The WM-R2 reversed a trend that was becoming established in the Walkman range. Many of the previous models had started life as tape recorders which were then redesigned to be playback only Walkmans. In contrast, the WM-R2 first appeared as the WM-2, a compact stereo cassette player, but in this version a stereo recording capability had been added. Text copyright © Walkman Central. Unauthorised reproduction prohibited.
The most striking feature of the WM-R2, when compared to the WM-2, was the multi-directional stereo microphone unit on the top. This was styled to look like a separable high-quality microphone unit attached to a WM-2 case, but was in reality an integral part of the machine. It even had a three digit tape counter mounted in the middle. Recordings could be made from either these microphones or from an external source, such as a suitable turntable or another tape player or recorder. In addition, two pairs of headphones could be connected. As there were microphones fitted anyway, the “hot line” feature, where the tape playback could be interrupted by “live” conversation, made its final appearance, having first been a feature of the TPS-L2. There was no room for a push button to activate this feature, so a slide switch was used instead. Making the most of this, the promotional literature described this control as being capable of being locked on, though in reality this was of no advantage. In a similar way, the engagement of the recording function was described as being possible instantly and at any time, an arrangement known as “punch in” recording. The truth behind this was that it had been difficult to add an extra function to the densely packed WM-2 mechanicals, so the record key had not been interlocked with the usual security that one would expect. The mechanism did respond to the erase protection tab in the cassette though, so there was at least one way of protecting one’s cassettes from having sections of material erased from them. The recording level was adjusted automatically and AC bias was employed, giving superior results to the simpler DC systems that were in use by some manufacturers at the time. To save space and power, a permanent magnet was used to erase the tape during recording. Text copyright © Walkman Central. Unauthorised reproduction prohibited.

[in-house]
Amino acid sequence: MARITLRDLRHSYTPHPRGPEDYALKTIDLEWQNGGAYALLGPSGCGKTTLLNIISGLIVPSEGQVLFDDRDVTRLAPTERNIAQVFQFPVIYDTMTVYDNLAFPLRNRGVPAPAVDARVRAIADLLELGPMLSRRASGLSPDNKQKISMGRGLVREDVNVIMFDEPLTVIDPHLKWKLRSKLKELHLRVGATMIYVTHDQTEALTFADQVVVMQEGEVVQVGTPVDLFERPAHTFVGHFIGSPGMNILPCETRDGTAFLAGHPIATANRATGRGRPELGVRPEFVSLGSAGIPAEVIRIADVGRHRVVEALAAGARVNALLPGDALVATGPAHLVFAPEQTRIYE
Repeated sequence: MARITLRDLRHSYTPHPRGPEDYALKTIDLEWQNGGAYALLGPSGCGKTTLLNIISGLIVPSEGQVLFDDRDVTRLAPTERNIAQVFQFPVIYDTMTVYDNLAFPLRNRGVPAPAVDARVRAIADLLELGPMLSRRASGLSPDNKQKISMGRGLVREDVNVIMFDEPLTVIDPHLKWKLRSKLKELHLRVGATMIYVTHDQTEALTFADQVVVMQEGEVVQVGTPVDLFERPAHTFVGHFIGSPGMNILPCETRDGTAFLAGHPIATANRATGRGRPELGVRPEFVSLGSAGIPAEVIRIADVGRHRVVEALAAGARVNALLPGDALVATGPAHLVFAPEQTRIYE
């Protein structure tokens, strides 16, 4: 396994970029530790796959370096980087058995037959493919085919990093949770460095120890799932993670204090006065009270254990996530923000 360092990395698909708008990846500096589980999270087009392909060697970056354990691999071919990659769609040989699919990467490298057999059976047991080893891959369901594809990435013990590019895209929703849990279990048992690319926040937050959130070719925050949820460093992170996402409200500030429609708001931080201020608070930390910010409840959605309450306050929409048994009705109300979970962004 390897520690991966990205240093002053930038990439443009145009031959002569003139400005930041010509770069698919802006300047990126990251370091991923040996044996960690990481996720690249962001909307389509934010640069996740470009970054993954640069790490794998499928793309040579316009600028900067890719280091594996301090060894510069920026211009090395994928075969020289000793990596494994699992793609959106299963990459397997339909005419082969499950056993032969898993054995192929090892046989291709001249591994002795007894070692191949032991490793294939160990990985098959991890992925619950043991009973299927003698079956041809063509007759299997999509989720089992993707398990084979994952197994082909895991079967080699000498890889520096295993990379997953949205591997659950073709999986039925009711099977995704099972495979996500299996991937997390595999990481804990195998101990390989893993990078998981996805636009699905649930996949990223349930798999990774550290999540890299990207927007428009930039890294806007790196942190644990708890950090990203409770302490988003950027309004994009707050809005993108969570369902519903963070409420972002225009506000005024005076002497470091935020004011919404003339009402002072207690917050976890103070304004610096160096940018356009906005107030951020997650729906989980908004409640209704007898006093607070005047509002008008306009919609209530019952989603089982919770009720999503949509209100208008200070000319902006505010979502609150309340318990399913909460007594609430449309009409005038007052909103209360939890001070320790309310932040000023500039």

A similar cassette mechanism and recording circuit was used in the WM-F2, which had no microphones built in but did include an FM stereo radio. Text copyright © Walkman Central. Unauthorised reproduction prohibited.
The WM-R2 could make recordings on normal ferric tapes only, though it could be set to play back chrome and metal tapes properly. There was also no form of noise reduction, either on recording or playback. Because of these limitations, the WM-R2 could not really rival the larger WM-D6 and TC-D5 as a serious professional recorder. It was best viewed as a superior dictating machine, with the added possibility of quality playback of pre-recorded cassettes. The WM-R2 was not very long lived but the idea was revisited a few years later with the introduction of the TC-D3, an advanced model that included a disc drive capstan servo, chrome tape recording capability and Dolby B NR on both recording and playback. Text copyright © Walkman Central. Unauthorised reproduction prohibited.